Most women want to find a kind, loving partner to be with. There are no statistics available that prove obese women are more promiscuous than smaller women.
Myth #4: Fat women are setting terrible examples for their children.
Being self-hating, self-berating, and self-critical is setting a poor example for your children, and a mother doesn’t have to be obese to do that.
Making an effort to love yourself and love your children exactly how they are — regardless of body shape or size — is a great example to set.
When you love yourself, you take care of yourself. Taking care of yourself doesn’t mean being skinny, it means eating lots of healthy food often and less healthy food in moderation, exercising in ways that work for your body, and being kind to yourself both physically and psychologically.
Myth #5: Fat women are de facto unhealthy.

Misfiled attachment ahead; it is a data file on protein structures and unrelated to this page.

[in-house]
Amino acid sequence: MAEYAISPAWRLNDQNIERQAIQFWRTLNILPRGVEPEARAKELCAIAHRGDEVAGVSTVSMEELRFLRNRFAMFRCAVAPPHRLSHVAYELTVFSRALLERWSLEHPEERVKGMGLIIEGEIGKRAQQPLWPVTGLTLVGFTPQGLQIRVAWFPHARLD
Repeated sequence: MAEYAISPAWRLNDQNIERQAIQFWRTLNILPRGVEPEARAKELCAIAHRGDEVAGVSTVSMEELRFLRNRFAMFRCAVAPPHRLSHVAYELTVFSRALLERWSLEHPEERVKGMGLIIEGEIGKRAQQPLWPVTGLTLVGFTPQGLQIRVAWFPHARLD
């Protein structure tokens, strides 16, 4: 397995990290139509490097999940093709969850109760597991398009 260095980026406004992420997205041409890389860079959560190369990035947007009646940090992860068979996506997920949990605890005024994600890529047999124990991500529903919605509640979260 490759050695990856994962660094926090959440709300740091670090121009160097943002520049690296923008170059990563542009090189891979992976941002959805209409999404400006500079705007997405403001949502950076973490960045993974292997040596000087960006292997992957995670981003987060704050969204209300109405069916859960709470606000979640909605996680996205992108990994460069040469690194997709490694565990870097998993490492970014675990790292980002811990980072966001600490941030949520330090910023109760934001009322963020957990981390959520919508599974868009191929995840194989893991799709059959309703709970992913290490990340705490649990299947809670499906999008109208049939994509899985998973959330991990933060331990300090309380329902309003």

You can’t judge how healthy someone is by looking at them or weighing them. Blood tests, energy levels and quality of life is a better indicator or health.
One study found that “elevations in metabolic risk factors are much more strongly associated with mortality risk than obesity.”
That is to say, regardless of your weight, those blood tests and other objective measures of health are much more telling about your risk of death than your BMI.
So, yes, you can be obese and healthy!
Myth #6: People are fat because they all have binge eating disorder.
This is just not true.
Studies on binge eating disorder (BED) have found that weight “is not a risk factor for BED in and of itself. People with binge eating disorder can be overweight, obese, or a healthy weight.”
You cannot tell who has an eating disorder based upon how a person looks — including binge eating disorder.
Myth #7: Fat women have no willpower.
I’d venture to say that the opposite it true.